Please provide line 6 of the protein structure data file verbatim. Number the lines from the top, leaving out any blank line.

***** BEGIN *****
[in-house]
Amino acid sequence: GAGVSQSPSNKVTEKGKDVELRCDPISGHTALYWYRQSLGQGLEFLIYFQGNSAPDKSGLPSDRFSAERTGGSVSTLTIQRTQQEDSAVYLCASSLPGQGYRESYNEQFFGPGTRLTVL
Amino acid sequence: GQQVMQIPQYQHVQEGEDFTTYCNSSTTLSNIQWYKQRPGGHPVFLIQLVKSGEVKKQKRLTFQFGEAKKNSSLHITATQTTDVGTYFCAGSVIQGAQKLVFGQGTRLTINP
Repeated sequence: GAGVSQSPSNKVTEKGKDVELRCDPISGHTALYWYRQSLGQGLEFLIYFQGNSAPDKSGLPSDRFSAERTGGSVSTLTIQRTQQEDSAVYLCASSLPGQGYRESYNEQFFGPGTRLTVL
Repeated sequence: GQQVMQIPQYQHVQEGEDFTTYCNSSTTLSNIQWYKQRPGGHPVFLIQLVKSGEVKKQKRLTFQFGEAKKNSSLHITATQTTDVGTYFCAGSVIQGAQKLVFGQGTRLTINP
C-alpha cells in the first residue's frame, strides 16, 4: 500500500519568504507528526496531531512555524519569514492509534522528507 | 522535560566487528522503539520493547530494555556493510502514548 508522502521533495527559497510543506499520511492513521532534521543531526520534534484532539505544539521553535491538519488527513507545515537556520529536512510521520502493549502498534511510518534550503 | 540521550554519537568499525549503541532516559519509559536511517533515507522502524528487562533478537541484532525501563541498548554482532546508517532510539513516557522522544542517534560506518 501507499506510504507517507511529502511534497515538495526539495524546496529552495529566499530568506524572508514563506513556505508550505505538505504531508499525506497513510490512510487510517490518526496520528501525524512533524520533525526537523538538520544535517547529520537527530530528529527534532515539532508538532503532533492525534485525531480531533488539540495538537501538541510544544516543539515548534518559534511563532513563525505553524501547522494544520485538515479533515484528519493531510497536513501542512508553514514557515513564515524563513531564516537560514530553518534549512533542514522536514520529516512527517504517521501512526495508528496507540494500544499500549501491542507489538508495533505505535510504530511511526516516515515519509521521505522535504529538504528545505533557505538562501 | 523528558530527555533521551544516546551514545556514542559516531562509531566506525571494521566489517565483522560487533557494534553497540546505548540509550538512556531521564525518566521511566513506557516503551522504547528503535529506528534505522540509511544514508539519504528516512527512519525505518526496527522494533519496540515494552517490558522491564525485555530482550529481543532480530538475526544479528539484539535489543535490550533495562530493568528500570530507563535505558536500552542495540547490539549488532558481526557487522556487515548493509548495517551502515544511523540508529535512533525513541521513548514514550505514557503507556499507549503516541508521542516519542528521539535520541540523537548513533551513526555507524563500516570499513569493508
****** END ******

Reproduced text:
C-alpha cells in the first residue's frame, strides 16, 4: 500500500519568504507528526496531531512555524519569514492509534522528507 | 522535560566487528522503539520493547530494555556493510502514548 508522502521533495527559497510543506499520511492513521532534521543531526520534534484532539505544539521553535491538519488527513507545515537556520529536512510521520502493549502498534511510518534550503 | 540521550554519537568499525549503541532516559519509559536511517533515507522502524528487562533478537541484532525501563541498548554482532546508517532510539513516557522522544542517534560506518 501507499506510504507517507511529502511534497515538495526539495524546496529552495529566499530568506524572508514563506513556505508550505505538505504531508499525506497513510490512510487510517490518526496520528501525524512533524520533525526537523538538520544535517547529520537527530530528529527534532515539532508538532503532533492525534485525531480531533488539540495538537501538541510544544516543539515548534518559534511563532513563525505553524501547522494544520485538515479533515484528519493531510497536513501542512508553514514557515513564515524563513531564516537560514530553518534549512533542514522536514520529516512527517504517521501512526495508528496507540494500544499500549501491542507489538508495533505505535510504530511511526516516515515519509521521505522535504529538504528545505533557505538562501 | 523528558530527555533521551544516546551514545556514542559516531562509531566506525571494521566489517565483522560487533557494534553497540546505548540509550538512556531521564525518566521511566513506557516503551522504547528503535529506528534505522540509511544514508539519504528516512527512519525505518526496527522494533519496540515494552517490558522491564525485555530482550529481543532480530538475526544479528539484539535489543535490550533495562530493568528500570530507563535505558536500552542495540547490539549488532558481526557487522556487515548493509548495517551502515544511523540508529535512533525513541521513548514514550505514557503507556499507549503516541508521542516519542528521539535520541540523537548513533551513526555507524563500516570499513569493508